Using ABLE Programs and Special Needs Trusts to Help Special Needs Clients. Mary Alice Jackson Explains

The Social Security Act covers the needs of retirees, individuals with disabilities and the elderly. For persons with disabilities, the Supplemental Security Income program (SSI) provides monthly income for individuals who have never worked, or who never paid enough into Social Security, to receive Social Security Disability Insurance benefits (SSDI).  Medicaid provides essential medical benefits.  Both SSI and Medicaid are “means-tested” and require that applicants meet medical, income and asset rules.  In addition, there are strict rules for applicants who give money away to become eligible for these benefits.   Frequently, clients confuse the regulations in the Internal Revenue Code (IRC) with SSI/Medicaid rules.  What is permissible under the IRC Code may create ineligibility for SSI/Medicaid applicants.  For instance, the IRC permits taxpayers to give away up to $14,000 per year each to as many people as they choose.  However, both SSI and Medicaid will impose penalties on applicants who make such gifts.  Now, there is a new program that promotes independence for persons with disabilities, but also overlaps IRC and SSI/Medicaid rules. Austin, TX attorney Mary Alice Jackson explains how these conflicts may be avoided in this report.

The SSI and Medicaid resource limit is $2,000 (excluding a home, car and a few other items). This small amount often results in individuals with disabilities living a life of poverty.  But instead of spending down excess assets, these monies can be used to fund a “special needs trust” (SNT). A trust is a contract with certain terms and conditions, and there are many different types of trusts.  An SNT can accept excess monies, and the funds in the SNT are not counted as assets against the $2,000 limit.  Thus, there is no disqualification from public benefits, and there are funds that can be used for all kinds of needs the individual with disabilities may have.   An SNT provides that an individual with a disability or a third party—a family member, friend, or charitable source —contributes money for the sole benefit of the person with the disability to supplement the beneficiary’s special needs.  Done correctly, the trust assets are not counted when eligibility determinations are made for for public benefit programs. For example, a child for whom a trust has been established is eligible to apply for Supplemental Security Income and Medicaid at age eighteen, and both programs have a $2,000 asset limit for eligibility. If an SNT has been created and the individual applicant has more than $2,000 from earnings or gifts, the excess money can be placed in an SNT and eligibility problems are avoided.


 Mary Alice Jackson

Mary Alice Jackson

Jackson points out that creating and funding an SNT is perfectly legal under SSA regulations and is a great planning option for many individuals.  However, there are two important downsides to the benefit of an SNT:  the beneficiary is dependent on the “trustee,” who legally owns the trust money, and can’t compel the trustee to make any distributions.  For example, a device might be invented that would allow someone who cannot speak to speak using new technology. The SNT funds could pay for such a device. The SNT could also pay for the services of a home health worker to be available daily.  The beneficiary may request these items, but the trustee can refuse the expenditures based on their subjective assessment of the beneficiary’s needs and the available trust assets.  The SNT gives no autonomy to the beneficiary to manage his or her own money,whether or not he or she has mental capacity.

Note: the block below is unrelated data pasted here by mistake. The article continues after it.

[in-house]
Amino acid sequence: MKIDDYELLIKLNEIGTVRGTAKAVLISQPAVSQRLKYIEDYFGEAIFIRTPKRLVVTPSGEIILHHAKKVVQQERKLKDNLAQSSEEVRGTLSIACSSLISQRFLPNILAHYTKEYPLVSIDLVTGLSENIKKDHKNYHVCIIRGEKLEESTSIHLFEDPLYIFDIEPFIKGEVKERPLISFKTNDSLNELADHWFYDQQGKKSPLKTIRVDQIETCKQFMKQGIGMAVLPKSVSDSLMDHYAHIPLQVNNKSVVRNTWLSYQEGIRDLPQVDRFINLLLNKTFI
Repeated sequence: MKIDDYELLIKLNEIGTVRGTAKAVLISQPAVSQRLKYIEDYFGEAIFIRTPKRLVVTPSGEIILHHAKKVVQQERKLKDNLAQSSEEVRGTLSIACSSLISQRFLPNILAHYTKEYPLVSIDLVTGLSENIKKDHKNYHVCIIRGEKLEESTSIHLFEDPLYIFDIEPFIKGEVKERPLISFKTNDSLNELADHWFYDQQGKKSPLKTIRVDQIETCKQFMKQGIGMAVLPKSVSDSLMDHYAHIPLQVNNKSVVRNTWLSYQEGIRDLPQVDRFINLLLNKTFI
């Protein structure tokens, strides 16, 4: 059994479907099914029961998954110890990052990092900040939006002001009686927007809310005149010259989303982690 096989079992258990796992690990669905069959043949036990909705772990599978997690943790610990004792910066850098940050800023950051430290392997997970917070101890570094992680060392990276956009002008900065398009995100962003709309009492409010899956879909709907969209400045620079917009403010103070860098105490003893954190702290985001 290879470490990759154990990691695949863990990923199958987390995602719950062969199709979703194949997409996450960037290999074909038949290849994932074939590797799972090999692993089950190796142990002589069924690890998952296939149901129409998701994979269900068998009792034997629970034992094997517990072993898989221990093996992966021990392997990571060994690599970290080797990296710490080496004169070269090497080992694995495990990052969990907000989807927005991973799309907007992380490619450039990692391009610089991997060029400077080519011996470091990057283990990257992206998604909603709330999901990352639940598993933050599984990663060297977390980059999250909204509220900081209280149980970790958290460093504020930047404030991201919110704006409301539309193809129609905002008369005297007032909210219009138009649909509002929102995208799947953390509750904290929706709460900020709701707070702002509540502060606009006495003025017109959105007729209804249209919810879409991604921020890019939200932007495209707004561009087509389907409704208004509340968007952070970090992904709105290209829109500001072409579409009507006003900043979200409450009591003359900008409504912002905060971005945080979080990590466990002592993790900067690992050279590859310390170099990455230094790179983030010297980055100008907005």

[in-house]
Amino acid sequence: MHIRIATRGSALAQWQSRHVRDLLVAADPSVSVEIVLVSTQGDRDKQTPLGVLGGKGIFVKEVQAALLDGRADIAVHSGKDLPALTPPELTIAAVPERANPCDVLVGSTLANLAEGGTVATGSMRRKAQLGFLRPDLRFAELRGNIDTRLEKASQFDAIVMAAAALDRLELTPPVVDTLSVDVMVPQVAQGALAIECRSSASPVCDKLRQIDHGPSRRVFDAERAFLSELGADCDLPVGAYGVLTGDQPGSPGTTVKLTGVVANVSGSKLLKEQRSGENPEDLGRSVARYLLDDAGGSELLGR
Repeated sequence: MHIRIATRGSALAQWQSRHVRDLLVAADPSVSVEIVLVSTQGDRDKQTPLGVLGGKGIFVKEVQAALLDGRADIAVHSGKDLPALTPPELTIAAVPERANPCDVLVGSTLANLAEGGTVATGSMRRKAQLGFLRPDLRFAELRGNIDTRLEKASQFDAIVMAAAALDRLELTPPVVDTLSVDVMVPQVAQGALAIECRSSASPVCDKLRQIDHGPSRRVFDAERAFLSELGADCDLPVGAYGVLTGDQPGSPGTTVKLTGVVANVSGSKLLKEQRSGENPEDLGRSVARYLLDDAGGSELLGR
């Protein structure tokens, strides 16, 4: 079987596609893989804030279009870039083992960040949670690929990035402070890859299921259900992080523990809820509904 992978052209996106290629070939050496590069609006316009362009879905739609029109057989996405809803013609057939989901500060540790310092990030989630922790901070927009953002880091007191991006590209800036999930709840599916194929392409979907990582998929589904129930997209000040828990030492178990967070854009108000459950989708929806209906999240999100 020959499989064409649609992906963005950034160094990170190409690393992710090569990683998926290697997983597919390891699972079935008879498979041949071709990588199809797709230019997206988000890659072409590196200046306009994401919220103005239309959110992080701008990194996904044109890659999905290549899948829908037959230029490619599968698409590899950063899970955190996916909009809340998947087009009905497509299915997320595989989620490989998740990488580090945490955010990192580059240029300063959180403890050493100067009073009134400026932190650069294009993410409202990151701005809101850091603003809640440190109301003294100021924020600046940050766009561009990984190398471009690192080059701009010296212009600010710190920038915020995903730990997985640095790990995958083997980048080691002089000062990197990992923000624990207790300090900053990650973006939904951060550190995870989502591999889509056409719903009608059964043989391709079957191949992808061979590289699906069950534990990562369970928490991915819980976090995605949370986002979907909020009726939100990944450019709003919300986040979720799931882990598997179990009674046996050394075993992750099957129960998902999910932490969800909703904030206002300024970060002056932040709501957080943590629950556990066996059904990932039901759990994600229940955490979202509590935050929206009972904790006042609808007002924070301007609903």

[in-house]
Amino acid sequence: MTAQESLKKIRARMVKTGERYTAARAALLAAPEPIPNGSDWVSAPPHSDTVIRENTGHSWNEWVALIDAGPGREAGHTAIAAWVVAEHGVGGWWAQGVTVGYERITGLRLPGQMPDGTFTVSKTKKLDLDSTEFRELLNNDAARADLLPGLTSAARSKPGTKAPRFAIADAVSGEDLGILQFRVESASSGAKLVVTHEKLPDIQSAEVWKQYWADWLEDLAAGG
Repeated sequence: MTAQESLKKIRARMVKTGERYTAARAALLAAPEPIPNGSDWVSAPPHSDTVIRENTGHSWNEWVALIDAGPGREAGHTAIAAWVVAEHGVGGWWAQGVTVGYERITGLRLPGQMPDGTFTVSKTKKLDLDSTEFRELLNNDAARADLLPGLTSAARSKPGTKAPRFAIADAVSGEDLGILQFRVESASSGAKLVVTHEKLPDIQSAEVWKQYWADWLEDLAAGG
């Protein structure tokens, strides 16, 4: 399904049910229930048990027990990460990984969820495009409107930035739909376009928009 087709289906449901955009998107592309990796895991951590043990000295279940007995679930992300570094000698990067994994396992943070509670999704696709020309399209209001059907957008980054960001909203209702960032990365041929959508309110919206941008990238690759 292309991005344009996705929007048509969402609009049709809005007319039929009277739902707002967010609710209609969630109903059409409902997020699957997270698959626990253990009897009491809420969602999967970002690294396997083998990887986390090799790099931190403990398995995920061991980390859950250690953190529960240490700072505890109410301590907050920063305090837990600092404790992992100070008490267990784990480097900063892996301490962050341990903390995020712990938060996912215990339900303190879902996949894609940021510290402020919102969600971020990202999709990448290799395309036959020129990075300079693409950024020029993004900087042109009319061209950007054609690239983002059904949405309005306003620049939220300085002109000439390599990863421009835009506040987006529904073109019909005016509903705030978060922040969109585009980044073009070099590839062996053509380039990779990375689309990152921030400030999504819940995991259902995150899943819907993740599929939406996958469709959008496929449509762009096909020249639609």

The newest tool in special needs planning is an “ABLE” account. ABLE stands for “Achieving a Better Life Experience,”, Jackson says. An individual with a disability can have only one ABLE account.  . One difference between an ABLE account and an SNT is that there is no document establishing it. An ABLE account is simply established online with a state agency which invests the funds and makes disbursements.  The account does not have to be established in the state in which a beneficiary with special needs resides. The account investment choices can be reviewed twice a year. In order to spend the money, one sends in a request to the state, often to the comptroller’s office, and the state sends a check. The state does not follow how the money is spent, but the Social Security Administration will care.

Jackson points out that ABLE accounts are another place where state and federal rules may collide. The federal solution was to add a new §529 to the Internal Revenue Code. §529 covers accounts to collect money for education. §529A covers ABLE accounts. “In every state of which I’m aware, it’s the same agency that’s managing both sides of these accounts.” As to who makes the requests for ABLE funds, it is a matter of the beneficiary’s capacity. Beneficiaries with capacity may make their own requests and can spend the money themselves on “qualifying disability expenses,” or QDEs. QDEs include education, technology, companions, assistive devices, travel, clothing, etc. Realistically, Jackson says, it can be almost anything that is of benefit to the person for whom the account was established. If an ABLE beneficiary does not have the capacity to work with money, the request must be made by a parent, legal guardian or someone with an appropriate power of attorney.